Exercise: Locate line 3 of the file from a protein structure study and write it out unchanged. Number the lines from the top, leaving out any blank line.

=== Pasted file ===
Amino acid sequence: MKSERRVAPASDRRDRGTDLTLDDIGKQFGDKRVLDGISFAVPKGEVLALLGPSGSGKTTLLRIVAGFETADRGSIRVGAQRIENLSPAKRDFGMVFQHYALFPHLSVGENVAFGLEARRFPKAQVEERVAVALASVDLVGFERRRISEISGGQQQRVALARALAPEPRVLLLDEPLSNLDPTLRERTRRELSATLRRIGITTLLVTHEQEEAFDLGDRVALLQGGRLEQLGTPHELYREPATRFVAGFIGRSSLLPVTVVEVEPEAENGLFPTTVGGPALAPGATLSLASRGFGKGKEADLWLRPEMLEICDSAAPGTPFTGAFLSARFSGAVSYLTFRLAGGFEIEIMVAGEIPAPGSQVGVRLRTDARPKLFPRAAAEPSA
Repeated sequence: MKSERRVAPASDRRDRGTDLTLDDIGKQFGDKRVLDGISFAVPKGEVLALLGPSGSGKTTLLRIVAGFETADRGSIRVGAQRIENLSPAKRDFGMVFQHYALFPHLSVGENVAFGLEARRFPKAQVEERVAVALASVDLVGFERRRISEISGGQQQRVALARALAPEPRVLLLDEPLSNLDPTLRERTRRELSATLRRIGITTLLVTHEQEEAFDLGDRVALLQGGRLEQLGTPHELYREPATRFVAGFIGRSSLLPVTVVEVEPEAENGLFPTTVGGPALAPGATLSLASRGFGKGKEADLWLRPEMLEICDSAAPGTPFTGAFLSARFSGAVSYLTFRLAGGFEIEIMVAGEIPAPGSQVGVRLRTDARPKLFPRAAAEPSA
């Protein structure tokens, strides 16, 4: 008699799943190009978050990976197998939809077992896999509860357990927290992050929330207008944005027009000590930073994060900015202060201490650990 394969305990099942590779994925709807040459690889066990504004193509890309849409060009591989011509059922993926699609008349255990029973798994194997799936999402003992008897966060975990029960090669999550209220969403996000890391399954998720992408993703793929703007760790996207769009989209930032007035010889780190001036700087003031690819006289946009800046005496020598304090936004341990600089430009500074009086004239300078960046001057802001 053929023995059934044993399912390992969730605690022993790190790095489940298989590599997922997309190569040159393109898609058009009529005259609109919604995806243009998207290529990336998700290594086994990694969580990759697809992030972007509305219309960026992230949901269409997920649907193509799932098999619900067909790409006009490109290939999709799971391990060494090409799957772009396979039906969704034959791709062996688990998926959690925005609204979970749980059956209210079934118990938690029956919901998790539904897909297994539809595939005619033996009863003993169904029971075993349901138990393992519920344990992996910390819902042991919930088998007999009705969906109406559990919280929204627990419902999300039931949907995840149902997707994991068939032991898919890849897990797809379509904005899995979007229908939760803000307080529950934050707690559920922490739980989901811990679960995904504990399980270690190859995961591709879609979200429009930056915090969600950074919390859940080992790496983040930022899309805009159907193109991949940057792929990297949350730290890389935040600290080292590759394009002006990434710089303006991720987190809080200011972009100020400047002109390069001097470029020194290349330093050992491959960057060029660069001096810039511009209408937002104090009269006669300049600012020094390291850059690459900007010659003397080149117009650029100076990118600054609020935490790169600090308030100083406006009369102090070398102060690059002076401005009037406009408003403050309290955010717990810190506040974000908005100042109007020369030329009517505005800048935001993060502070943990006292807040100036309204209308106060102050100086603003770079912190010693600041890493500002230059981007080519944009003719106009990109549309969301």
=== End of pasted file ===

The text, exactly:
């Protein structure tokens, strides 16, 4: 008699799943190009978050990976197998939809077992896999509860357990927290992050929330207008944005027009000590930073994060900015202060201490650990 394969305990099942590779994925709807040459690889066990504004193509890309849409060009591989011509059922993926699609008349255990029973798994194997799936999402003992008897966060975990029960090669999550209220969403996000890391399954998720992408993703793929703007760790996207769009989209930032007035010889780190001036700087003031690819006289946009800046005496020598304090936004341990600089430009500074009086004239300078960046001057802001 053929023995059934044993399912390992969730605690022993790190790095489940298989590599997922997309190569040159393109898609058009009529005259609109919604995806243009998207290529990336998700290594086994990694969580990759697809992030972007509305219309960026992230949901269409997920649907193509799932098999619900067909790409006009490109290939999709799971391990060494090409799957772009396979039906969704034959791709062996688990998926959690925005609204979970749980059956209210079934118990938690029956919901998790539904897909297994539809595939005619033996009863003993169904029971075993349901138990393992519920344990992996910390819902042991919930088998007999009705969906109406559990919280929204627990419902999300039931949907995840149902997707994991068939032991898919890849897990797809379509904005899995979007229908939760803000307080529950934050707690559920922490739980989901811990679960995904504990399980270690190859995961591709879609979200429009930056915090969600950074919390859940080992790496983040930022899309805009159907193109991949940057792929990297949350730290890389935040600290080292590759394009002006990434710089303006991720987190809080200011972009100020400047002109390069001097470029020194290349330093050992491959960057060029660069001096810039511009209408937002104090009269006669300049600012020094390291850059690459900007010659003397080149117009650029100076990118600054609020935490790169600090308030100083406006009369102090070398102060690059002076401005009037406009408003403050309290955010717990810190506040974000908005100042109007020369030329009517505005800048935001993060502070943990006292807040100036309204209308106060102050100086603003770079912190010693600041890493500002230059981007080519944009003719106009990109549309969301």